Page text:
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Otto Enoteca Pizzeria


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Admin: an archive of 2003 discussion on Otto Enoteca Pizzeria may be found here.

I went back to Otto last night, and the food was excellent.

At first, I was surprised at how bustling the bar was. And how young. Almost like it was a village hot-spot. It seemed to be filled with a lot more than just people waiting for tables.

We had a table of 14, packed a little too tight, but I'm not sure where else they could have put us.

We started with three types of appetizers. A cheese plate, that I didn't sample, but everyone enjoyed. A nice tray of sliced prosciuto, and other cured meats. Very good. The mixed cold antipasto was excellent. Six little cups of stuff: sauteed broccoli rabe with cheese, marinated cauliflower, marinated chopped mushrooms, eggplant, beets, and some of the plumpest, tastiest olives I've ever had. They were excellent.

Next came out a plate of little shrimps, and some amazing fried potato triangles.

We had a good range of pizzas as well. Four cheese, pepperoni, margherita, mushroom and clam (topped with little clams still in their shell). They each tasted great. And, more importantly, Otto has definitely gotten the crusts closer to the real thing. The first time I had Otto pizza, the crust was soft and unimpressive. although the pizzas are still very thin, the crust was now more robust, chewier and flavorful.

And the gelato is still wonderful.

Edited by slkinsey (log)
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i've always thought the place is terribly underrated by the experts. even if one doesn't like the pizza crust, surely a tasty meal could be put together with the wines, antipasto, gelato, etc.

glad you enjoyed it, and it's good to see some positive words about the place.

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We were there Thursday afternoon and it was excellent again. We sat at the bar at about 2 and left at 4.

Assorted meats, soprosatta, proscuitto & new sausage called fanocchio (suprised at the name because in Italian it's a slang word)

3 cheese, parmigiano-reggiano, a double Italian creamy blue cheese and a NY goat cheese.

2 pizzas, rocket arugola & proscuitto & a special with artichokes & mozzarella.

White wine, pinot grigio & Soave

Red wine, Gattinara.

This is my favorite afternoon place, bar is quiet, can read the newspaper and listen to some good Italian opera. Also the bartenders are better informed than in the past and are now able to lead you through the wines and explain the meats & cheeses better than they used to.

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Here's a brief, unillustrated report on our lunch at Otto (Marlene will supply the pictures once she's home, thanks to her husband Don's photographic assistance). It will also be a test of my memory, since I did not snag the bill listing what we ordered.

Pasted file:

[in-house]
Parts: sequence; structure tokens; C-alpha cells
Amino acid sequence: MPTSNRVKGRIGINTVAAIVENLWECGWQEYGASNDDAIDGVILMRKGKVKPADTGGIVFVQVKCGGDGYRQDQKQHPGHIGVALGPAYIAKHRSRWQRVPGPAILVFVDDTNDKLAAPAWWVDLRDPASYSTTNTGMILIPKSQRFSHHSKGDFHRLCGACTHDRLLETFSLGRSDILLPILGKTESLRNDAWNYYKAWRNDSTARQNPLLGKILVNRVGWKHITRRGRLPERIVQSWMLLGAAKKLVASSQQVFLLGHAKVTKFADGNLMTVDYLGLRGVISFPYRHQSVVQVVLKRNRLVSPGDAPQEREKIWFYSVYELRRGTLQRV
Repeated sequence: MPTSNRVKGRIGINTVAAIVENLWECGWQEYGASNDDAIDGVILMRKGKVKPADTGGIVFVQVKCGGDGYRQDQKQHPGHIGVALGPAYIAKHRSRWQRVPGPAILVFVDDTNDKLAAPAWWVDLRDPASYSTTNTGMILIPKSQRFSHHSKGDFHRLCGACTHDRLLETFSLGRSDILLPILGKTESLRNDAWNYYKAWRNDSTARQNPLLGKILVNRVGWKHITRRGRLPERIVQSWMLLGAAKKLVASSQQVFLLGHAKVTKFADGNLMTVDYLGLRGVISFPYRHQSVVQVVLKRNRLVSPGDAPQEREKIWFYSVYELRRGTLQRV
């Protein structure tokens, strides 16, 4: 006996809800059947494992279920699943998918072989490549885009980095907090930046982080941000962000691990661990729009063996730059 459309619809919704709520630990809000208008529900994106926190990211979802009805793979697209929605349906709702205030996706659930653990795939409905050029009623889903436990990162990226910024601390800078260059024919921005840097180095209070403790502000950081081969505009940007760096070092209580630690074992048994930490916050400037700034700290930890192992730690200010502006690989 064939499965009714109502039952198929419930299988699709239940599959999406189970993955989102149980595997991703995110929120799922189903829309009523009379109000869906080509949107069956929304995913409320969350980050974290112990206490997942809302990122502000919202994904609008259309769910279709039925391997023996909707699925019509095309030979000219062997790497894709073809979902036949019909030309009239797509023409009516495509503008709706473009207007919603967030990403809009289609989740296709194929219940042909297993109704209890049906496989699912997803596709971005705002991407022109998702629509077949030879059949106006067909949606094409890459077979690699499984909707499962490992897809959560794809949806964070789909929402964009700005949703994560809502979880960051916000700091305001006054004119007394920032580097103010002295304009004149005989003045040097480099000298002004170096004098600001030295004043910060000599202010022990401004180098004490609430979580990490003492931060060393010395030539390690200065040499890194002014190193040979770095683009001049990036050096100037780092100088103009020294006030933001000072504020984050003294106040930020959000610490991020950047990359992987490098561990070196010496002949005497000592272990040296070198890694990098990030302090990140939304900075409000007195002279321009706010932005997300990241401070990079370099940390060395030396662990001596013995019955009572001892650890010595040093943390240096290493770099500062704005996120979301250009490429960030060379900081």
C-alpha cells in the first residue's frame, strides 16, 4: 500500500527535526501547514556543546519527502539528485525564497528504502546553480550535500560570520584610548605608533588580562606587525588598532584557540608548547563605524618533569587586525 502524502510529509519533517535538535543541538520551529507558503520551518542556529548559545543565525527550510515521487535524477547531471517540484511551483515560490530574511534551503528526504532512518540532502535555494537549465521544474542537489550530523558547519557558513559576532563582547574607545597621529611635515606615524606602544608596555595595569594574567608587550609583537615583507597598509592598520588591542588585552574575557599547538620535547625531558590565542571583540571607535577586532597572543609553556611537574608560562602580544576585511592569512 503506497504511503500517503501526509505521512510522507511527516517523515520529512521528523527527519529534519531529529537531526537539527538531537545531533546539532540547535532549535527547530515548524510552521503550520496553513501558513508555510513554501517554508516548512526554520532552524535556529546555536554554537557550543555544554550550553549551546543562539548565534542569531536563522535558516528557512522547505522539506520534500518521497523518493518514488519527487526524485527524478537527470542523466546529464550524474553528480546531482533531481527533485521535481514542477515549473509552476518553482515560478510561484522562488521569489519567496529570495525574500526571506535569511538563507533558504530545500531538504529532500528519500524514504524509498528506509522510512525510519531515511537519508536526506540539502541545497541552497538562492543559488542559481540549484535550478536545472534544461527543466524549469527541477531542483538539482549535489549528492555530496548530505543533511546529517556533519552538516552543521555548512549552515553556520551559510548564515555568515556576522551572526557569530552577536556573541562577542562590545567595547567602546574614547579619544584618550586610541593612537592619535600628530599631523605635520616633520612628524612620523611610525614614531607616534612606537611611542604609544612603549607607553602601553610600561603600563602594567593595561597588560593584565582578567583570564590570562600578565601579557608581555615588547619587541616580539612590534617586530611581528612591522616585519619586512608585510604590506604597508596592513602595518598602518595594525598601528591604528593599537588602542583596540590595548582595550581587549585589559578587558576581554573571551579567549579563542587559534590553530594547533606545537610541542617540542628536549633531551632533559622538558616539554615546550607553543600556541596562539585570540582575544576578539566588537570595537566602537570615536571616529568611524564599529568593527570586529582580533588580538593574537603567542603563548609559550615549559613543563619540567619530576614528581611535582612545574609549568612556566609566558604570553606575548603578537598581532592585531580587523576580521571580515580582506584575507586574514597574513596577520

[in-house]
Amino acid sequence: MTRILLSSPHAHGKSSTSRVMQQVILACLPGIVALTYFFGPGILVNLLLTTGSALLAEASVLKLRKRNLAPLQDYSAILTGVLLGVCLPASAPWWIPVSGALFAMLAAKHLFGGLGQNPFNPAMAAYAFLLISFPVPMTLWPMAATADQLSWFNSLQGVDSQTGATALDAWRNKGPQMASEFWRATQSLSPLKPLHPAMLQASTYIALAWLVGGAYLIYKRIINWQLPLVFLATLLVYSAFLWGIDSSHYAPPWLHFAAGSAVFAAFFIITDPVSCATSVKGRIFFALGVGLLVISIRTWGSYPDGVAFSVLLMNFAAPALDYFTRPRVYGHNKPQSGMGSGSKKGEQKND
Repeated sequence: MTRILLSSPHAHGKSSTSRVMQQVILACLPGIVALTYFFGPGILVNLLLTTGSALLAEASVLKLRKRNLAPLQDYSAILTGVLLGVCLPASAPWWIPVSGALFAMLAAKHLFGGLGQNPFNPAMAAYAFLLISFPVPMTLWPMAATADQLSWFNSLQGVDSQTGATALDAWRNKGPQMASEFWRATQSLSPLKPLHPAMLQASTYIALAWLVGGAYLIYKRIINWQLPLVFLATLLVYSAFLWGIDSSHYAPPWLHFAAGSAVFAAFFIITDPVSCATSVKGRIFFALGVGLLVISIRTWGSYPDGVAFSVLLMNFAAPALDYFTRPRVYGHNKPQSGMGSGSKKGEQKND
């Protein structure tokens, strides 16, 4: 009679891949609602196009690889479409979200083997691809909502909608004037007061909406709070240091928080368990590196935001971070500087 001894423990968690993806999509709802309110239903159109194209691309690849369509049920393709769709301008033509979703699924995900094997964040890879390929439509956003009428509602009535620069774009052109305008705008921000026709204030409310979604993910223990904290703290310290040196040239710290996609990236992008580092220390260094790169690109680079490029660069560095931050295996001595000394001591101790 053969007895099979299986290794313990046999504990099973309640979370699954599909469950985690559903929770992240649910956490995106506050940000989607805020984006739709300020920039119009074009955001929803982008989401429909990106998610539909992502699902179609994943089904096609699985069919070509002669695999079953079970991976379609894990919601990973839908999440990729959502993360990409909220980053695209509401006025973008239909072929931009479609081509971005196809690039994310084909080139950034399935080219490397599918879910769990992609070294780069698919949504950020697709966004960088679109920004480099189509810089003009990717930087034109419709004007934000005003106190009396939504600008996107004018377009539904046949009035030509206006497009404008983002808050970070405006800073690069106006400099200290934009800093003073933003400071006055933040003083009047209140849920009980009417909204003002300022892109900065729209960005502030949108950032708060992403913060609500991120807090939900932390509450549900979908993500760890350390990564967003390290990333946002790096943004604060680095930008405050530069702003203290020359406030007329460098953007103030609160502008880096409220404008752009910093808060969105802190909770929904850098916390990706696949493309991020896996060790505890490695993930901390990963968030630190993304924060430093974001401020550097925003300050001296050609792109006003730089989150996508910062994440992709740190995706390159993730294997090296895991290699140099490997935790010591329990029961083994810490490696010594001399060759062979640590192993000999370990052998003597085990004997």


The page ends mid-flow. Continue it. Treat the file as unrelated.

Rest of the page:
The group ended up as 3 eGulleteers (Marlene, hannnah, and yours truly) and our respective spice (Don, David, and HWOE). Pan, unfortunately, was too croupy to come after all. :sad: But we still had enough people to make a reservation, and so had a lovely large round table. Too bad it didn't have a lazy susan in the center, as in Chinese restaurants; would have been very helpful, since we shared everything.

Before any of our stuff arrived, we were supplied with three condiments to go with the cheeses we had ordered: black truffle honey, brandied cherries, and a sort of apricot chutney with chilies. Then and there, we knew we'd be happy -- David said, give him some bread with those and he'd be all set, a sentiment echoed by all. Marlene was even able to taste a bit of the honey, on the assumption that if the truffle in it turned out to make her sick (mushroom allergy), she'd die happy. Fortunately, she seemed to have no ill effects other than sticky fingers. The cheeses we ordered were robiola due latte (a special), gorgonzola dolce, and parmigiano reggiano. The robiola was as unctuous as any good brie, but not as strong as a really runny brie; gorgonzola was indeed dolce; and the parmigiano reminded us why it has such a good reputation. The portions were tiny :angry: but the flavors so clear that we all got a good idea of why these were great cheeses.

We also started with the large meat assortment: prosciutto, testa, and various sausage slices. All were excellent -- and the testa could surely make the headcheese-haters turn around: very little gel, a subtle orange-zest flavor (can you tell I love it?) The 4 fish-eaters among us also shared antipasti of anchovies (actually alici, the pickled white anchovies, with herbs and croutons) and calamari (itty bitty ones in a spicy salsa verde). I for one was glad that there were only 3 other people sharing those, instead of 5; more for each of us. :biggrin:

And then, THE PIZZAS: marinara, lardo, margharita, quattro formaggi, and pepperoni. Yes, the crust IS different from before: closer to what we are used to as a standard crust, and by now it has a bit of salt in it, so it has flavor. The entire table loved the crusts. As for the toppings, the marinara was a clear winner: tomato, garlic, chilies, and herbs; no cheese. Just spicy enough, with a good garlic kick and tomato flavor. Margharita -- the classic tomato, mozz, basil -- was also simple and elegant. Four cheeses were exactly that: on a base of tomato sauce, one quarter each with a different cheese: mozz, taleggio, cacio, and ricotta. How it tasted depended on which cheese you got. Not a great item to share with so many (2 would probably be the limit). The pepperoni was very good (I didn't like it as much as HWOE, but maybe because I'm used to spicier, greasier, non-artisanal pepperoni). And the lardo was . . . different. Razor-thin slices of pork fat covering the crust, with a healthy sprinkling of chopped herbs. The others may disagree with my taste, but I loved it. The fat supplied more mouthfeel than flavor -- the flavor was of the other 2 elements, the crust and the herbs. Well, I loved it.